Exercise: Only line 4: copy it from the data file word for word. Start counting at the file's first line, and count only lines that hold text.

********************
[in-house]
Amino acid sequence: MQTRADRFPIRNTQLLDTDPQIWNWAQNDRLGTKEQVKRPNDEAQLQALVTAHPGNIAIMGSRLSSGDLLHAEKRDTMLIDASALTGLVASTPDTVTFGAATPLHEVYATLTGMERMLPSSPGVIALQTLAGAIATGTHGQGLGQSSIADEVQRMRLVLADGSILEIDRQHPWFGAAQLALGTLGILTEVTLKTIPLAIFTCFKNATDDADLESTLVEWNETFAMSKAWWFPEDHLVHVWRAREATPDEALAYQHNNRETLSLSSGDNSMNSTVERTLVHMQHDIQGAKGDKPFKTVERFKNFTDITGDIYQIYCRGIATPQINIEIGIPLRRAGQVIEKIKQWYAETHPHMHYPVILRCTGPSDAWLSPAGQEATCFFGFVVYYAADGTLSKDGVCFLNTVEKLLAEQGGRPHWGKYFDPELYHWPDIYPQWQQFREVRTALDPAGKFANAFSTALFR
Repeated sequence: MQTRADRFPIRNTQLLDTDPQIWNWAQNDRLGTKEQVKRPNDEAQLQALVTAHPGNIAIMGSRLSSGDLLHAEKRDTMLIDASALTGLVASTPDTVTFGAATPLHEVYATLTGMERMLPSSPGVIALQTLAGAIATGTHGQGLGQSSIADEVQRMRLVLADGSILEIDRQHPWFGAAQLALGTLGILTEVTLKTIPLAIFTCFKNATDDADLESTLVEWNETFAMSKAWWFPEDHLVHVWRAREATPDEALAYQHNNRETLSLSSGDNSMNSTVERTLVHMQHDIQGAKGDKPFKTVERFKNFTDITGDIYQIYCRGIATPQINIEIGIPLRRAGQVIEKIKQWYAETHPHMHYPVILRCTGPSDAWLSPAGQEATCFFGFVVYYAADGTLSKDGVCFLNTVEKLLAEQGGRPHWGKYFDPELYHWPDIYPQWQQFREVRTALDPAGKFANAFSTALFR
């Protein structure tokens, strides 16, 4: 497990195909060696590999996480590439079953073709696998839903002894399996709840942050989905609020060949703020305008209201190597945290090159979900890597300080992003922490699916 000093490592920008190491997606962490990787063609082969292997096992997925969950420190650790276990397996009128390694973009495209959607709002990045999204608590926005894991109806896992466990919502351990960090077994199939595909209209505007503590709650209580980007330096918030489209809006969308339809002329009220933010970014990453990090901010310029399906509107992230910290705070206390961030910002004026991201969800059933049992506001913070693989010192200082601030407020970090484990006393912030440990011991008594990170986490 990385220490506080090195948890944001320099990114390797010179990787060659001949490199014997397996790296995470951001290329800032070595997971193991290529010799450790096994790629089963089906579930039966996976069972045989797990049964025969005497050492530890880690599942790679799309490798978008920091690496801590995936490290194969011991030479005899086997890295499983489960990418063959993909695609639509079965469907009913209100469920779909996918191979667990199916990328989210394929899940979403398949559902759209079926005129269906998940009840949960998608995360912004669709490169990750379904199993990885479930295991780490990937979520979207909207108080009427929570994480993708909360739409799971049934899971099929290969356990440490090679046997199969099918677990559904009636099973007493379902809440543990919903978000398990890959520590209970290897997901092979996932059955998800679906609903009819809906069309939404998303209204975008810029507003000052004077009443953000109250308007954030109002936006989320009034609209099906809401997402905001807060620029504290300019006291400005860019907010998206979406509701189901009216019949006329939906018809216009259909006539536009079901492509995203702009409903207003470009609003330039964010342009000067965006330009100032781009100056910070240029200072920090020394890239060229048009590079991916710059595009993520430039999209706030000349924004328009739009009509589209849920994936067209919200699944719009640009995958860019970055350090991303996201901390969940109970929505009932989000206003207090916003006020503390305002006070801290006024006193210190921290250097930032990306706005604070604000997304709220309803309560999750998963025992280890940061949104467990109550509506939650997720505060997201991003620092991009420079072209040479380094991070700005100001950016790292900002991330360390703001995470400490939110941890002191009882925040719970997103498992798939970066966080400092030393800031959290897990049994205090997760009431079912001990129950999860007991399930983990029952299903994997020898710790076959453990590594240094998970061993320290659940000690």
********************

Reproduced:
């Protein structure tokens, strides 16, 4: 497990195909060696590999996480590439079953073709696998839903002894399996709840942050989905609020060949703020305008209201190597945290090159979900890597300080992003922490699916 000093490592920008190491997606962490990787063609082969292997096992997925969950420190650790276990397996009128390694973009495209959607709002990045999204608590926005894991109806896992466990919502351990960090077994199939595909209209505007503590709650209580980007330096918030489209809006969308339809002329009220933010970014990453990090901010310029399906509107992230910290705070206390961030910002004026991201969800059933049992506001913070693989010192200082601030407020970090484990006393912030440990011991008594990170986490 990385220490506080090195948890944001320099990114390797010179990787060659001949490199014997397996790296995470951001290329800032070595997971193991290529010799450790096994790629089963089906579930039966996976069972045989797990049964025969005497050492530890880690599942790679799309490798978008920091690496801590995936490290194969011991030479005899086997890295499983489960990418063959993909695609639509079965469907009913209100469920779909996918191979667990199916990328989210394929899940979403398949559902759209079926005129269906998940009840949960998608995360912004669709490169990750379904199993990885479930295991780490990937979520979207909207108080009427929570994480993708909360739409799971049934899971099929290969356990440490090679046997199969099918677990559904009636099973007493379902809440543990919903978000398990890959520590209970290897997901092979996932059955998800679906609903009819809906069309939404998303209204975008810029507003000052004077009443953000109250308007954030109002936006989320009034609209099906809401997402905001807060620029504290300019006291400005860019907010998206979406509701189901009216019949006329939906018809216009259909006539536009079901492509995203702009409903207003470009609003330039964010342009000067965006330009100032781009100056910070240029200072920090020394890239060229048009590079991916710059595009993520430039999209706030000349924004328009739009009509589209849920994936067209919200699944719009640009995958860019970055350090991303996201901390969940109970929505009932989000206003207090916003006020503390305002006070801290006024006193210190921290250097930032990306706005604070604000997304709220309803309560999750998963025992280890940061949104467990109550509506939650997720505060997201991003620092991009420079072209040479380094991070700005100001950016790292900002991330360390703001995470400490939110941890002191009882925040719970997103498992798939970066966080400092030393800031959290897990049994205090997760009431079912001990129950999860007991399930983990029952299903994997020898710790076959453990590594240094998970061993320290659940000690």